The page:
Apple’s $137 billion burns a hole in someone else’s pockets

March 20, 2013, 4:20 PM UTC
Apple Store staffers. Photo: Apple

FORTUNE — The first paragraph of the commentary posted Wednesday on the website of the Economic Policy Institute, a liberal think tank founded by, among others, Clinton-era labor secretary Robert Reich, lays out the thrust of the argument pretty succinctly:

“For more than a year, there has been a high-profile debate over what Apple should do with its enormous cash reserve, now amounting to $137 billion. The proposals have been curiously one-dimensional, with a nearly exclusive focus on how the reserves should be used to reward its shareholders. Almost entirely absent from the discussion has been whether those reserves should also be used to provide fairer compensation to the workers making its products abroad or selling its products here. This imbalance is part and parcel of a larger trend: the share of economic rewards going to workers is diminishing.”

It’s not an idea many Apple (AAPL) investors are going to want to hear, especially with the stock down more than 36% from last September’s highs. But as author Isaac Shapiro points out, long-term shareholders have nothing to complain about. Those who stuck with the company over the past five years have seen the value of their investments grow more than three-fold.

Less amply rewarded are the 30,000 Apple Store employees who make as little as $25,000 a year. Or the roughly 1 million Asian contract workers who take home, before overtime, between $225 and $288 per month.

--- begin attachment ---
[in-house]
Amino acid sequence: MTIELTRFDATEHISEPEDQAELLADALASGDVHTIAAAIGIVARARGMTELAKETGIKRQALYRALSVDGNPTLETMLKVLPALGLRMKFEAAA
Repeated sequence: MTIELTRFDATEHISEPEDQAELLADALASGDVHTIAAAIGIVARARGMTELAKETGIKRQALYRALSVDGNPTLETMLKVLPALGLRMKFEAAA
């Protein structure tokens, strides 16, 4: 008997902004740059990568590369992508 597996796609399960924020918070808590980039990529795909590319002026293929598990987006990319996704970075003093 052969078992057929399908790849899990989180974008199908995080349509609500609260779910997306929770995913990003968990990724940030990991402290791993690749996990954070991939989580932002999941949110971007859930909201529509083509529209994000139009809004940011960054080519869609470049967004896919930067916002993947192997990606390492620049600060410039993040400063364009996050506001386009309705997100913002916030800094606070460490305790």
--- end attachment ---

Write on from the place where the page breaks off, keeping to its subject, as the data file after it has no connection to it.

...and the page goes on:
Shapiro doesn’t diminish the work Apple has done to raise pay scales and improve working conditions in its Asian supply chain. Nor does he suggest that Apple’s competitors are doing better.

But he does point out that some of the pledges Apple made have not been fulfilled.

Foxconn workers. Photo: China Divide

For example, in March 2012 Apple promised that workers assembling Apple’s devices in Foxconn’s factories would be compensated for hours they had worked in the past that had not been paid for, including pre- and post-shift meetings, time spent in mandatory trainings, and as many as 30 minutes of “unscheduled overtime” on any given day.

According to Shapiro, none of that back pay was ever issued, and it appears that none is forthcoming.

[UPDATE: Several readers questioned this section, so I followed up with the Fair Labor Association, under whose auspices the back pay issue was investigated. According to the FLA, the unscheduled overtime issue affected only one worker, and it turned out he hadn’t filled out his time card. On the other issues — mandatory training and pre- and post-shift meetings — the FLA determined that it was a problem. The remedy proposed was for Samsung to change its practices and pay its workers for the such time going forward. No back pay was issued.]

He’s got more examples, laid out fairly dispassionately, in $45+ billion for Apple shareholders, nothing yet for Apple workers.

As I say, it’s probably the last thing Apple investors want to hear on yet another down day for the stock, but it does put those demands for bigger dividends and multibillion dollar stock buybacks in some perspective.